Israel urged to release French-Palestinian human rights lawyer

Israel urged to release French-Palestinian human rights lawyer

LONDON (Agencies): Human Rights Watch has called on Israel to release 37-year-old French-Palestinian human rights lawyer Salah Hamouri and reinstate his residency status in his home city of Jerusalem.

Hamouri was arrested on March 7 at his home in East Jerusalem based on secret evidence, and has had no charges brought against him since, HRW said.

His residency was revoked on Oct. 17 last year on grounds of “breach(ing) allegiance” to Israel, and for his alleged association with the Popular Front for the Liberation of Palestine. He was accused of “hostile, dangerous and significant activity against the state of Israel.”

HRW said under international law, occupying countries are forbidden from compelling occupied peoples to swear allegiance to them.

Hamouri worked for the Palestinian prisoners’ rights group Addameer, which was banned by Israel in 2021 less than a week after his arrest, and branded “terrorist” by the authorities. He now faces possible deportation to France.

Omar Shakir, the Israel and Palestine director at HRW, said: “Israeli authorities have detained Salah Hamouri without trial or charges for months, outlawed the human rights group he works for, and revoked his legal status in Jerusalem.

“Hamouri’s plight embodies the struggle of Palestinian human rights defenders challenging Israel’s apartheid and persecution.”

The Israel Defense Forces initially detained Hamouri for three months from March 10 based on secret information about his alleged involvement with the PFLP, and extended the detention on June 6. It is set to expire on Sept. 5, but the detention order can be renewed.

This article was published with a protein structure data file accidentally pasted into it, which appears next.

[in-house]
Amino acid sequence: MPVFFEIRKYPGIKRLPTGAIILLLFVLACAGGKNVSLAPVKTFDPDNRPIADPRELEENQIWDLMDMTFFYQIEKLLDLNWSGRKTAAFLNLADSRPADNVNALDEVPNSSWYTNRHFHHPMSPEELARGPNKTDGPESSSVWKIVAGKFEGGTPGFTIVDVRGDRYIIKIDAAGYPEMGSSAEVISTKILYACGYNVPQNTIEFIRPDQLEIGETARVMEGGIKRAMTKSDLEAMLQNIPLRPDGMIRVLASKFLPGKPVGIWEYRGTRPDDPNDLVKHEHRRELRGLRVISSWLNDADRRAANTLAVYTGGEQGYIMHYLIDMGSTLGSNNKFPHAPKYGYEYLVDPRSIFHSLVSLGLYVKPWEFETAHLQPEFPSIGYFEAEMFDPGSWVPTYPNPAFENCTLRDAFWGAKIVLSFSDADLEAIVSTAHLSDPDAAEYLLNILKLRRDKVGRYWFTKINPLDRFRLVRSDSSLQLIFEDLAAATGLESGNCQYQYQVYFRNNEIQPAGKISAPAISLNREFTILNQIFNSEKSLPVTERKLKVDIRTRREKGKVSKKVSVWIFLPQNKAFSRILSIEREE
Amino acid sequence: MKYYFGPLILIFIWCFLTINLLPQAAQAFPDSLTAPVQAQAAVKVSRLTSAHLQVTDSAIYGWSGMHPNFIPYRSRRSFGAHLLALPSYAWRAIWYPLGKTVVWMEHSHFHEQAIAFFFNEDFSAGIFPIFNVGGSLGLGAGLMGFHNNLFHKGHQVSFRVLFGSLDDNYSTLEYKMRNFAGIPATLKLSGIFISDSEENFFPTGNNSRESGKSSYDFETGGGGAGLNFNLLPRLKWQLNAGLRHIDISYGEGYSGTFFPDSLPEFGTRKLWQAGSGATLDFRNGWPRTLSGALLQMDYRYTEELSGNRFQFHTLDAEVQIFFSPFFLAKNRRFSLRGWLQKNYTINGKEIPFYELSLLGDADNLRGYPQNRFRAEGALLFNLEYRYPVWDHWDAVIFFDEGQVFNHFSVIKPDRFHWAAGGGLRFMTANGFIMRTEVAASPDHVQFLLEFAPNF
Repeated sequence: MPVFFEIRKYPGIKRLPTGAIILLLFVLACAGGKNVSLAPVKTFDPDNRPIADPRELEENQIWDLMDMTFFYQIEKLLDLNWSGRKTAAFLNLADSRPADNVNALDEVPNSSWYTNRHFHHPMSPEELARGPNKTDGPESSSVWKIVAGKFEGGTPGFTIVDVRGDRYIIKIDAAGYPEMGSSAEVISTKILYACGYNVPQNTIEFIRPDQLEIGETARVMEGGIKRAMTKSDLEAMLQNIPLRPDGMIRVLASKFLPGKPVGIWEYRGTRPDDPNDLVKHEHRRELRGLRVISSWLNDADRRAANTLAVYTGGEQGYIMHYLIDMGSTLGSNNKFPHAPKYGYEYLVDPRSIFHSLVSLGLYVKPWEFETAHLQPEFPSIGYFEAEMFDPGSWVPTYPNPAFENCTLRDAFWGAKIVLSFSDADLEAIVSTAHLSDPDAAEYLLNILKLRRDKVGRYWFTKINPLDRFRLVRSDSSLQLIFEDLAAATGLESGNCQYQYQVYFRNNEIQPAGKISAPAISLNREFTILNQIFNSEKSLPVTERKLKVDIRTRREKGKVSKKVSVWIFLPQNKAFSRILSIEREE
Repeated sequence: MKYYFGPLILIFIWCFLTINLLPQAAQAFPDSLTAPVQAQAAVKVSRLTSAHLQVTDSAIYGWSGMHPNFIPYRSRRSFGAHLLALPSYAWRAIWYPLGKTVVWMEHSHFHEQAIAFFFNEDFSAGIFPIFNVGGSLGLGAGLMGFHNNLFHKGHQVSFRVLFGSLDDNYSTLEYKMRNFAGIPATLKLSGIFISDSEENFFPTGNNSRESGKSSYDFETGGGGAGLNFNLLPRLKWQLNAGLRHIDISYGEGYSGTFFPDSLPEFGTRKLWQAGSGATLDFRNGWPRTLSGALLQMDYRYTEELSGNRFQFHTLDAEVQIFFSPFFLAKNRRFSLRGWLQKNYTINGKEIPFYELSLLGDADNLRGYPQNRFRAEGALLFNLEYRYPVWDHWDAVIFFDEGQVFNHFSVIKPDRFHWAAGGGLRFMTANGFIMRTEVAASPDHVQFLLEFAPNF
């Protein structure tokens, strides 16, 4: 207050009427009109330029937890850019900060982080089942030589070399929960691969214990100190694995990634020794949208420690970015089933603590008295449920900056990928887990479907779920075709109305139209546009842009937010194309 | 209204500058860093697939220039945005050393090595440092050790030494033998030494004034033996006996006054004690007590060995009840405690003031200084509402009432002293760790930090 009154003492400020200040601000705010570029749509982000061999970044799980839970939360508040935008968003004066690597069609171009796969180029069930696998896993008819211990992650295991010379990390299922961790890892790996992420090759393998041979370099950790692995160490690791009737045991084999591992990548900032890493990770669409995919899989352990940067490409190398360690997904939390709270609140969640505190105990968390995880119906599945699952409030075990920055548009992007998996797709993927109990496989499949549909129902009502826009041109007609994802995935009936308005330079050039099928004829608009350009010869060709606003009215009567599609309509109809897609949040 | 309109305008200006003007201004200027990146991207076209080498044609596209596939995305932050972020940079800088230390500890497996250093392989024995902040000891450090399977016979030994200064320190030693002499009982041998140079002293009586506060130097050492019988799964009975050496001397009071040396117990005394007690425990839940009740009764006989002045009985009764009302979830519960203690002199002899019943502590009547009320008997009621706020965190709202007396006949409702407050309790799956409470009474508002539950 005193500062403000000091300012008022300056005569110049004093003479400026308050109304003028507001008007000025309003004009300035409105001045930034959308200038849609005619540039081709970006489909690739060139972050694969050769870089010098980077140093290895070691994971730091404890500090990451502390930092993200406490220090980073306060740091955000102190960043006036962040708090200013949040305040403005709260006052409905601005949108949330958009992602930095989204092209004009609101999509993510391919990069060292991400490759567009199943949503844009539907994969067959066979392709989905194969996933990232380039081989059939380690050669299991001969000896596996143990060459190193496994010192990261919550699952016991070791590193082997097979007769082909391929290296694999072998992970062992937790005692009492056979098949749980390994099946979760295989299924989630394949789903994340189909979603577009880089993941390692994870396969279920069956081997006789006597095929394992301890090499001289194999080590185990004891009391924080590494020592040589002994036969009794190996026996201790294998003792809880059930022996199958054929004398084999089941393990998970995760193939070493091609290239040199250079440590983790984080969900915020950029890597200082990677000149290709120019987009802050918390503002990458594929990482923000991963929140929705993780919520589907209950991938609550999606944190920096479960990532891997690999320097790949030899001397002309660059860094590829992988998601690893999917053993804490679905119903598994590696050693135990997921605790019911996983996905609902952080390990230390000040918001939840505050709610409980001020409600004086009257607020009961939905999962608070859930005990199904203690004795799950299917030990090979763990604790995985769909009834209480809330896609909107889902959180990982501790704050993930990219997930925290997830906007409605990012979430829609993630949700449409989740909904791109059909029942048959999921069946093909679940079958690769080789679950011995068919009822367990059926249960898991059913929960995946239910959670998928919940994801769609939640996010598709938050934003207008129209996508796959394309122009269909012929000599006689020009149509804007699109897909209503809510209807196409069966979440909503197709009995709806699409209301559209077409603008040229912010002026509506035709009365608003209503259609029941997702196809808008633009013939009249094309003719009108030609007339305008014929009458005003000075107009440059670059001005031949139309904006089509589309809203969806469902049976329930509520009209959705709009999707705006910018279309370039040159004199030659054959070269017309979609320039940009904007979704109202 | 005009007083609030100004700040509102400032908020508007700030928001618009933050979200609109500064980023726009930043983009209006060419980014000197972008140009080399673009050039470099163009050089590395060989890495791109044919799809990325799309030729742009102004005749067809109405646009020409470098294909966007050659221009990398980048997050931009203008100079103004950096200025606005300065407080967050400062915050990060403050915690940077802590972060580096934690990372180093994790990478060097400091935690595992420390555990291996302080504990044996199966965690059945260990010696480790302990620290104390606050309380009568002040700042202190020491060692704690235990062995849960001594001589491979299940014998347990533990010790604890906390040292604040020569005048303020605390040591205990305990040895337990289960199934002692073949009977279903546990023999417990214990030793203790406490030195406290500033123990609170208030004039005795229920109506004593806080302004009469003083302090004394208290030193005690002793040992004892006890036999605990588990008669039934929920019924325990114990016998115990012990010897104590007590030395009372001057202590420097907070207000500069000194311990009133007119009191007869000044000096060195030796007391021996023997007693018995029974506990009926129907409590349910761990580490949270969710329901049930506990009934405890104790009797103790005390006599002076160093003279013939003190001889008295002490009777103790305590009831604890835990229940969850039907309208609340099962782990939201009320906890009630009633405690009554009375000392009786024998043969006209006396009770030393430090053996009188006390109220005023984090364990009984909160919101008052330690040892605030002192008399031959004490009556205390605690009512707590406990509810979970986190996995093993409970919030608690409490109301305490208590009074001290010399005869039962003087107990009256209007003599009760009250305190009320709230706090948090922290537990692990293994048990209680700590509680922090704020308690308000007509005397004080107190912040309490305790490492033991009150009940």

An appeal against his imprisonment lodged by Hamouri was dismissed by an appellate military court on Aug. 4.

No evidence has ever been presented against him, and his incarceration is a violation of his right to freedom of association, HRW said.

In December last year, Hamouri had his health insurance terminated on grounds of having left the country, and because he could no longer prove his residency in East Jerusalem.

In July, Hamouri wrote to French President Emmanuel Macron about his case, which led to him being designated “high security” and transferred out of the Occupied Territories to Hadarim Prison in Israel — another breach of international law.

Addameer says he was shackled, frequently searched and placed in a holding cage while in transit in Ramleh Prison, Israel.

His parents said after his arrest, mobile phones and a laptop were confiscated from Hamouri. In November, Amnesty International confirmed reports by human rights groups that his phone, along with the phones of other Palestinian human rights campaigners, had been hacked using Israeli company NSO Group’s Pegasus software.

Israeli rights group HaMoked, which is representing Hamouri, said his deportation challenge will be heard in February 2023.

Israel deported his wife, French national Elsa Lefort, in 2016, banning her from returning for 10 years on security grounds.

This separated her from her husband and children, and has prevented her from visiting Hamouri in detention.

He was previously jailed between 2005 and 2011, including three years of pre-trial detention, by a military court in relation to a plot to assassinate the former chief rabbi of Israel — a case that former French Foreign Minister Alain Juppé said lacked evidence, and which HRW said fell short of acceptable standards of justice. Hamouri was also detained separately by Israel from August 2017 to September 2018.

The day before his arrest earlier this year, he was quoted in Jacobin magazine as saying: “These actions are directed toward one single aim: Forcing me to leave Palestine.”

In April, he filed a criminal complaint in France against NSO Group, and in May he filed a complaint with the International Criminal Court against the Israeli government.

Israel held 671 Palestinians in administrative detention at the start of August, according to HaMoked.

HRW called on Israel to end the practice — saying it far exceeds any provision for detention by occupying forces set out in international law — and to stop its campaign against Hamouri.

Shakir said: “Through Salah Hamouri, Israeli authorities are escalating their all-out assault on Palestinian civil society and seeking to set a dangerous precedent that would allow them to more expeditiously force out Palestinians. French authorities should press Israel to stop harassing Hamouri.”

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